Sales Managers: What Got You Here Won’t Get You There


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Whe is the last time you provided constructive, specific feedback in a one-on-one?

I’ve been working on a sales coaching module for the past few weeks, so an article in Sunday’s New York Times business section about Google’s Project Oxygen caught my eye this morning.

Google analyzed thousands of performance reviews and other inputs to figure out what separated their top managers from the rest, and came up with eight practices.

Anyone who has worked as a manager for even a little while probably knows most of these, but the study was noteworthy because it provided hard data to what is usually a product of common sense and general wisdom. Even more importantly, it ranked them.

The most important point that I saw in the article is that managers have a much greater impact on the performance and morale of employees than any other factor, so your actions and performance as a sales manager are all-important.

The number one ranked practice of good managers is that they are good coaches, which Google defines as providing specific, constructive feedback and having regular one-on-ones with their direct reports.

While this may sound obvious, if you are a sales manager, take a moment to think about how much time you spent in the last week coaching your salespeople. If the answer was “none”, think about when was the last time you gave specific constructive, feedback to a salesperson. How regular are your one-on-ones? I don’t know what your specific answer was, but in general I’m guessing that the answers are a bit disturbing, given research that indicates how rarely sales managers use coaching.[1]

Think about it: it’s the most important practice you can employ as a manager, and yet it is one of the rarest. Maybe one reason for this is that too many sales managers spend their time focusing on the skill that is last on the list.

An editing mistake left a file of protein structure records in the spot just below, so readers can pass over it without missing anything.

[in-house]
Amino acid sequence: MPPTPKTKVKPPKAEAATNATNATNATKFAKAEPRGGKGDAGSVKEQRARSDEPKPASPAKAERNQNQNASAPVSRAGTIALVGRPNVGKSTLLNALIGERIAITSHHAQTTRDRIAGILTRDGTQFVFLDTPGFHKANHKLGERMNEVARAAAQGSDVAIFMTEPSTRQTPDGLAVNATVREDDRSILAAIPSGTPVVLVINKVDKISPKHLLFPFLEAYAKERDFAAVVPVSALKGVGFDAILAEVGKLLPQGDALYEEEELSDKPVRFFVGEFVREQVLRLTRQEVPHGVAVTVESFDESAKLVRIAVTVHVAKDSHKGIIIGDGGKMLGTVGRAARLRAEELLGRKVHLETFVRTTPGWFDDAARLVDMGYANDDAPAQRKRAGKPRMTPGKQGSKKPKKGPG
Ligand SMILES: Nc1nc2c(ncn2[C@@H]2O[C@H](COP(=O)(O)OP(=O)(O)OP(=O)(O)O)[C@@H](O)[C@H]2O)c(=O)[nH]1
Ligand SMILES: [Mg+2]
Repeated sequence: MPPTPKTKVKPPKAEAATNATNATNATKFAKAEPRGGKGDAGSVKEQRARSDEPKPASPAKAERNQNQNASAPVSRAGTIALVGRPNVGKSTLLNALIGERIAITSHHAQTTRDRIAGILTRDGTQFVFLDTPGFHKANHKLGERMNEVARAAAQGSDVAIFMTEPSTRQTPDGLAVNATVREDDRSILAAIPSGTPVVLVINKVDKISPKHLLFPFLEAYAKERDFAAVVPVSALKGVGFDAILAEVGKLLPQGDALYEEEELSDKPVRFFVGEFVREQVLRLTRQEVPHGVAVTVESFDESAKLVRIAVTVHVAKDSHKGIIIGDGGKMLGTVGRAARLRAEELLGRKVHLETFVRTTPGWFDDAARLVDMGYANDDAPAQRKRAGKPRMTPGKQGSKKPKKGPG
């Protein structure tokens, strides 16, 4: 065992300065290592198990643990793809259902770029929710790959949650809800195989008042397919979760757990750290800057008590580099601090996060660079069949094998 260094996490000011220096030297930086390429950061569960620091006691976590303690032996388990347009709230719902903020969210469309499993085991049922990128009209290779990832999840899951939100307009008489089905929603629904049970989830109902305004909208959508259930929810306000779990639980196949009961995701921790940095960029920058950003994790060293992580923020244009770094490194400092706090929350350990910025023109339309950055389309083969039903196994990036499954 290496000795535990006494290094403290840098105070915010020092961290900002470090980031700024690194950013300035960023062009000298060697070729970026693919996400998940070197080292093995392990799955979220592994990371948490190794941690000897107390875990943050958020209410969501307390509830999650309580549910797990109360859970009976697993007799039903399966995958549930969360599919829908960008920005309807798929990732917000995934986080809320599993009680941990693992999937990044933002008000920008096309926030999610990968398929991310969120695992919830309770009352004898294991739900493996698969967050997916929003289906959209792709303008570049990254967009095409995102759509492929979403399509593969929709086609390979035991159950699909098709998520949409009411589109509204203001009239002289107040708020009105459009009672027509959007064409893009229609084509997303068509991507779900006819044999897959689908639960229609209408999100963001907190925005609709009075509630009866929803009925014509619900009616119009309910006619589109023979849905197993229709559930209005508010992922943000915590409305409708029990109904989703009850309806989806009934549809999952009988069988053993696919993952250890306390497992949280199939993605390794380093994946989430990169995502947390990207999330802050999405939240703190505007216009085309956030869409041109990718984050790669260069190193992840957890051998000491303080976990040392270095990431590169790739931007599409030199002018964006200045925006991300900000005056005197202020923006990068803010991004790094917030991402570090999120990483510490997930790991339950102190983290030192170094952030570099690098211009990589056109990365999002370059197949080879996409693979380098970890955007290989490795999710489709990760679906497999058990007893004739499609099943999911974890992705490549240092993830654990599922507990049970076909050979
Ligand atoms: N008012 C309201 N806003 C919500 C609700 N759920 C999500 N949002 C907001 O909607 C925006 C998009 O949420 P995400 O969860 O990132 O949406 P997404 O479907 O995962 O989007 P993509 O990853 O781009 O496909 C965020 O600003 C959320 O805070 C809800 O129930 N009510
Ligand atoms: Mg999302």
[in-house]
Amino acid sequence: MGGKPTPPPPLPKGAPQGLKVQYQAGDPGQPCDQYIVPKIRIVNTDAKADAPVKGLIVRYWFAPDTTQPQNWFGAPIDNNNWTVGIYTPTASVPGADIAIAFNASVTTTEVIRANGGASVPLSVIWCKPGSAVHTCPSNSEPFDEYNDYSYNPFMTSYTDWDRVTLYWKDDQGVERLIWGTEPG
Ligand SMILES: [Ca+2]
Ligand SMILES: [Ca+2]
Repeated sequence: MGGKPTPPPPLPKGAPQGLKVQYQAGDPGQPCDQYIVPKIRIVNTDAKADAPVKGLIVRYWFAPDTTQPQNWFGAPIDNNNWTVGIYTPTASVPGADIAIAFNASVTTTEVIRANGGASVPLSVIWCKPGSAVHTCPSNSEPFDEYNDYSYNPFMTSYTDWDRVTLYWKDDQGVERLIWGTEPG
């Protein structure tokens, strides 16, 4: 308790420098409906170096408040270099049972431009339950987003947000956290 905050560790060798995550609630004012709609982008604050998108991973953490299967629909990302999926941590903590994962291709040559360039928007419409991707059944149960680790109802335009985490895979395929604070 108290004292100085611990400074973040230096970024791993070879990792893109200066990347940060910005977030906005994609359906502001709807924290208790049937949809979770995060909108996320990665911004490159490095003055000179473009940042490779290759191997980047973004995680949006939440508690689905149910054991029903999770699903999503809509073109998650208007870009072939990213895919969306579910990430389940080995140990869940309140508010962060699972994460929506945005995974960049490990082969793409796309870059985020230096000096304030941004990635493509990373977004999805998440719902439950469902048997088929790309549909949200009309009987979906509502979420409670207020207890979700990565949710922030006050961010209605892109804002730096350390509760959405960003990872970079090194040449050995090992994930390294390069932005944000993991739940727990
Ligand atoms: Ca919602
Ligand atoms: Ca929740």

Last on Google’s list—eight out of eight—is technical expertise. Engineers are similar to salespeople in that they respect a manager who can do what they do at least as well as they can, yet the data shows that this is still far down the list of the attributes that make a manager successful. Substitute sales expertise for technical expertise and you will see how unimportant it is to your job. Most sales managers come from the ranks of successful salespeople, so sales expertise is what got you the job, but it’s not what will make you successful.

In fact, over-reliance on your greatest strength–sales expertise—can be a detriment to doing your job, because:

  • It can cause you to rescue a sale, because after all the numbers are important.
  • It may cause you to provide directives and advice rather than helping salespeople figure out the answers for themselves.
  • Your natural propensity to solve problems can lead you to apply short-term solutions instead of listening and learning to figure out deeper causes.
  • You may force people into your way of doing things because that’s what worked for you, not realizing that others might have different styles and strengths that can work for them also.
  • If your sales skills came easily to you, it can be hard to teach others how to do things.

There’s an old cliché that when all you have is a hammer, every problem looks like a nail. If you’re a sales manager, leave your expertise hammer in the toolbox and realize that you have at least seven other tools, starting with coaching.

Republished with author's permission from original post.

Jack Malcolm
Jack founded Falcon Performance Group in 1996 specifically to combine his complex-sale expertise and his extensive financial background to design and implement complete sales process improvement initiatives at top national and international corporations.


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